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 January 13th, 2015, 05:58 AM #1 Newbie   Joined: Jan 2015 From: Australia Posts: 2 Thanks: 0 Mental Arithmetic Hi All, I'm a new poster, hopefully this is in the correct section. I was reading a book about Warren Buffett, world famous investor. He was posed this question and answered it very quickly in his head "If the price of a painting goes from \$250 to \$50 million in one hundred years, what's the annual rate of return?" His answer was approx 13%, the interviewer was stunned how he knew it so quickly. The interviewer wanted to know how he did it. He said this "Buffett pointed out that any compound interest table would reveal the answer. Another way to approach the problem, said Buffett, was "to go by the number of times it doubles ( \$250 doubles about 17.6 times to get to \$50 million, a double every 5.7 years, or about 13 percent a year )." Simple, he seemed to say. So my question is what are the mental steps to be able to do this sort of calculation in your head? Thanks Everyone for your help. This is from the book by Robert Hagstrom "The Warren Buffett Portfolio" Last edited by greg1313; January 13th, 2015 at 06:05 AM.
 January 13th, 2015, 07:08 AM #2 Math Team   Joined: Dec 2013 From: Colombia Posts: 7,403 Thanks: 2477 Math Focus: Mainly analysis and algebra Probably he just knows certain values - he has a table memorised if you like. This is normal for someone who works in the field. When I worked on billing systems for telephone companies, I knew every area code in the UK and about half of the country dialling codes.
 January 13th, 2015, 08:18 AM #3 Global Moderator   Joined: Dec 2006 Posts: 19,542 Thanks: 1752 This calculation is particularly easy if some base 10 logarithms are known by heart. I suspect that's how he did it, rather than the way he suggested.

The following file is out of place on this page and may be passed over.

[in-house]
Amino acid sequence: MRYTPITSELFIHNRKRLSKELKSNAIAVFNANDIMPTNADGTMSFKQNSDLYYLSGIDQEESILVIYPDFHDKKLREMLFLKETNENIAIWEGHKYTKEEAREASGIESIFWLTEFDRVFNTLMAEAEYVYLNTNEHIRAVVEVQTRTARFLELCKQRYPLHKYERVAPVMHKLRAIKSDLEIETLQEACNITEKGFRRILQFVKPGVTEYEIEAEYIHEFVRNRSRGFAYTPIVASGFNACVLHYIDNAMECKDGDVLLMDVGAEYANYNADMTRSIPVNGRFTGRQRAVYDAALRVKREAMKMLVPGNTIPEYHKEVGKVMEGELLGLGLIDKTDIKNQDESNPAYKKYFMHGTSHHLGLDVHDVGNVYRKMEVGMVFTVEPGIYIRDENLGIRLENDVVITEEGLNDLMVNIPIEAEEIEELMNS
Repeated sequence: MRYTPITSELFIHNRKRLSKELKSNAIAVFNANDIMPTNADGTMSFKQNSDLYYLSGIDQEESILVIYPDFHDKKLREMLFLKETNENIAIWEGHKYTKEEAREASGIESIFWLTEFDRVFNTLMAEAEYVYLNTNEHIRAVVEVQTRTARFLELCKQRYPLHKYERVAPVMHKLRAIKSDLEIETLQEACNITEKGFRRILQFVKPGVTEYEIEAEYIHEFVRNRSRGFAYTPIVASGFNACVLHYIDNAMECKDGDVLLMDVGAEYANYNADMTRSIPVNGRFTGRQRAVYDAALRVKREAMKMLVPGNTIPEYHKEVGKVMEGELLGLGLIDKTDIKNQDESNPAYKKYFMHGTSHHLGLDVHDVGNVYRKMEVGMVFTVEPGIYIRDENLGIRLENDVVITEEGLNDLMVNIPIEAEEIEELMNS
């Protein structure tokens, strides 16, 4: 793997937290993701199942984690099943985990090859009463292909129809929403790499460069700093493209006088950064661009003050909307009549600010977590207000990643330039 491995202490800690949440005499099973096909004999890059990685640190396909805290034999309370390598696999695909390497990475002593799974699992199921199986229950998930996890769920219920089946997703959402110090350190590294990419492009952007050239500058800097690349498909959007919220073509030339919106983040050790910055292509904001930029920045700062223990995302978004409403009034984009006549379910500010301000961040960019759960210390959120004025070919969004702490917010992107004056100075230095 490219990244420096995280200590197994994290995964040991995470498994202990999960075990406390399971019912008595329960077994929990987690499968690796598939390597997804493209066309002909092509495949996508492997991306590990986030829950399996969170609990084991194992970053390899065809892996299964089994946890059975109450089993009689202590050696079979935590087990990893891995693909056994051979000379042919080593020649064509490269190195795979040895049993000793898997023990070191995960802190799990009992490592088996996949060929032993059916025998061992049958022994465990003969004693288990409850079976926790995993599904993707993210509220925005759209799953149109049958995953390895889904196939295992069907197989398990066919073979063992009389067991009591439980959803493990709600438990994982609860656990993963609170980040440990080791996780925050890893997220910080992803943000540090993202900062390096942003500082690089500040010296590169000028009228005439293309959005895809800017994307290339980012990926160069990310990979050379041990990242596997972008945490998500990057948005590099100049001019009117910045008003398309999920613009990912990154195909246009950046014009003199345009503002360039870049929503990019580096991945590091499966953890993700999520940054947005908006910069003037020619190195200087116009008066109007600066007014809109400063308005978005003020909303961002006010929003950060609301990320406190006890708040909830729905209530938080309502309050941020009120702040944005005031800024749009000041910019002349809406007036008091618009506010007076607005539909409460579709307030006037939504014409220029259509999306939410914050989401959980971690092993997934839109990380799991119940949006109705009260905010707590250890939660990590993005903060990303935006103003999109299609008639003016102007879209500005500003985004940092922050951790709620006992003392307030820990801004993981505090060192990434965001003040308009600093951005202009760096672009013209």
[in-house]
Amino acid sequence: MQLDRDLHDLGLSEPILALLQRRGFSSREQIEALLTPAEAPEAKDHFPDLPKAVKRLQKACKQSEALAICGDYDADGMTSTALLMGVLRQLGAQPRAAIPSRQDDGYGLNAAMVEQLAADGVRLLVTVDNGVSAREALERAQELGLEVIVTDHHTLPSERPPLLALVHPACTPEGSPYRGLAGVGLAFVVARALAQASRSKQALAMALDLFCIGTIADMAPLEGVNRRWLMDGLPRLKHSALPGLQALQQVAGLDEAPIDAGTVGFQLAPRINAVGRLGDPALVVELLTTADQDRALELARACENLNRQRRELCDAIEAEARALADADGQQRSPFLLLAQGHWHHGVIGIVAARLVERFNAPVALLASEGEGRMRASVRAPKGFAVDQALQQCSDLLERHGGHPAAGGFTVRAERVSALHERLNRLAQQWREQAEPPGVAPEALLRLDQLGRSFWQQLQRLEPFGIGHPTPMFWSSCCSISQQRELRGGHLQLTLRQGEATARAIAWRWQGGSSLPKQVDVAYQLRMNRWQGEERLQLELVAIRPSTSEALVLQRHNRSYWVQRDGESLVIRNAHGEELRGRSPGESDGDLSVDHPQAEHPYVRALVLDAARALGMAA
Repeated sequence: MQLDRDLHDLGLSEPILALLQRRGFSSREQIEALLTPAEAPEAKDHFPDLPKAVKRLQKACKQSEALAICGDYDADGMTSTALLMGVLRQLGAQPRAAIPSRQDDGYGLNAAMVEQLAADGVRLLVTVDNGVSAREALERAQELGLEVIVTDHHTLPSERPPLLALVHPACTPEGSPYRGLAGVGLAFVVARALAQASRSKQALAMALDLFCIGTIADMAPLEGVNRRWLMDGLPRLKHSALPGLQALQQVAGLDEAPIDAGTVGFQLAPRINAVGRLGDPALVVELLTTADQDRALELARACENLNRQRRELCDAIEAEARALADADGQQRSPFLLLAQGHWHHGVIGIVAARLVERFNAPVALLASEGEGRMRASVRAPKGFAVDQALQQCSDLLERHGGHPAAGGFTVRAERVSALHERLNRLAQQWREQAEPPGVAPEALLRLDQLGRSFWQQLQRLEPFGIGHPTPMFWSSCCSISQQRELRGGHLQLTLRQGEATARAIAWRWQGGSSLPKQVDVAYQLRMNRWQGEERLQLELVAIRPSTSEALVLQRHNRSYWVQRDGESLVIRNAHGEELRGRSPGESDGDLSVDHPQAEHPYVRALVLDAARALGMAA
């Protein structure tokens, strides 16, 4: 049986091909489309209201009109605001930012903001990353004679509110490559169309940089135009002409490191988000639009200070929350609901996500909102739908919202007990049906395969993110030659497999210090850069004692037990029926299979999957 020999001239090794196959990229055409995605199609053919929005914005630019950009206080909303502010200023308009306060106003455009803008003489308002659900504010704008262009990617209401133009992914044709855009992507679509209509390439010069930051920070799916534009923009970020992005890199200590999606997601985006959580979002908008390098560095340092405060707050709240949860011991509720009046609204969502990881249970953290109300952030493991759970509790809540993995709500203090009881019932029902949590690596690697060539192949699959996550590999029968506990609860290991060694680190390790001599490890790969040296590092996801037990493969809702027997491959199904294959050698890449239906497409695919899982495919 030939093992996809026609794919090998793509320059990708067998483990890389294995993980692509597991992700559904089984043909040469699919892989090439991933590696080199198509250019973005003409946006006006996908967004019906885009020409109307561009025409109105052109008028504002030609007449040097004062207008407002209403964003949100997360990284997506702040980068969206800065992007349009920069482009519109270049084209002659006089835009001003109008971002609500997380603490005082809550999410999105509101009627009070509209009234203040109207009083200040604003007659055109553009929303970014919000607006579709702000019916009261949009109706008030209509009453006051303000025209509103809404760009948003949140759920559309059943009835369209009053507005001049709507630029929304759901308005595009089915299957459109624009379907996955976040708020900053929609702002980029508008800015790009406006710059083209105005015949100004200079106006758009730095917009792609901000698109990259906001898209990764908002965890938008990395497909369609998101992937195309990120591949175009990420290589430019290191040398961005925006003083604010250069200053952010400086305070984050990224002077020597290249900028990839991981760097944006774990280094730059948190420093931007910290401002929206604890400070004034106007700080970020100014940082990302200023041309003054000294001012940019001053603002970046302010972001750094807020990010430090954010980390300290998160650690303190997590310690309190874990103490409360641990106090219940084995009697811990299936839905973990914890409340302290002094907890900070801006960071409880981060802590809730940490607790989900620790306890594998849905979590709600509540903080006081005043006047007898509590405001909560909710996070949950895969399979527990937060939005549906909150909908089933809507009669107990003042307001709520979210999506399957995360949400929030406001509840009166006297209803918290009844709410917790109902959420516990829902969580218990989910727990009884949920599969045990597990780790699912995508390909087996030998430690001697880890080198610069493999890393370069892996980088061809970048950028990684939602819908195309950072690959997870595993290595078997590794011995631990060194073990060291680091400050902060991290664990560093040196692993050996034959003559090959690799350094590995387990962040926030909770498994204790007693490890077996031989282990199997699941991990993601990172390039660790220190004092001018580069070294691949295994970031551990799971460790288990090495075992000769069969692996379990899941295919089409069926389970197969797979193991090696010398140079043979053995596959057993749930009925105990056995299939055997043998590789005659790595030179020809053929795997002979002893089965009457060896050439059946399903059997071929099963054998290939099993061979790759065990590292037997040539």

January 13th, 2015, 10:46 AM   #4
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Quote:
 Originally Posted by skipjack This calculation is particularly easy if some base 10 logarithms are known by heart. I suspect that's how he did it, rather than the way he suggested.
Unlikely. Far more likely is the use of the Rule of 72, which is known by all finance types.

The Rule of 72 says that the doubling time at x% is 72/x. In other words at an interest rate of 10% compounded, a sum will double in 7 years.

Now \$250 to \$50M is a factor of 200,000. The base-2 log of 200,000 is about 17.6. This accords with the OP's narrative.

Now if it doubled 17.6 times in 100 years, it doubled every 5 and a half years or so; 72/5.5 = 13+.

That's exactly how finance types do these calculations.

Rule of 72 - Wikipedia, the free encyclopedia

Last edited by Maschke; January 13th, 2015 at 11:19 AM.

 January 13th, 2015, 11:59 AM #5 Global Moderator     Joined: Nov 2006 From: UTC -5 Posts: 16,046 Thanks: 938 Math Focus: Number theory, computational mathematics, combinatorics, FOM, symbolic logic, TCS, algorithms Rule of 72 was what I thought of, too.
 January 13th, 2015, 01:37 PM #6 Math Team   Joined: Jan 2015 From: Alabama Posts: 3,261 Thanks: 894 I once had a student in a basic algebra course who had been a salesman for many years. He struggled with basic arithmetic problems unless they were phrased in terms of percentages. Then he could do them easily.
 January 13th, 2015, 02:40 PM #7 Newbie   Joined: Jan 2015 From: Australia Posts: 2 Thanks: 0 Thanks everyone for the replies. Can someone please explain what this log base 2 is. Thanks
 October 19th, 2017, 06:39 PM #8 Newbie   Joined: May 2017 From: Overland Park Posts: 3 Thanks: 0 Rule of 72 Warren was able to do this using the rule of 72 or the principle of 72 which helps a person calculate how long it takes for a sum of money to double at a given investment rate. This same principle works no matter what the time frame or multiplier. So if the money is going from 250 to 50 million, that's 200,000 times. Now, I'm not sure how Warren was able to do the log base 2 in his head...but he must have a method to be able to do this. I just prefer to use a 72 rule calculator to determine the years to double my investment.

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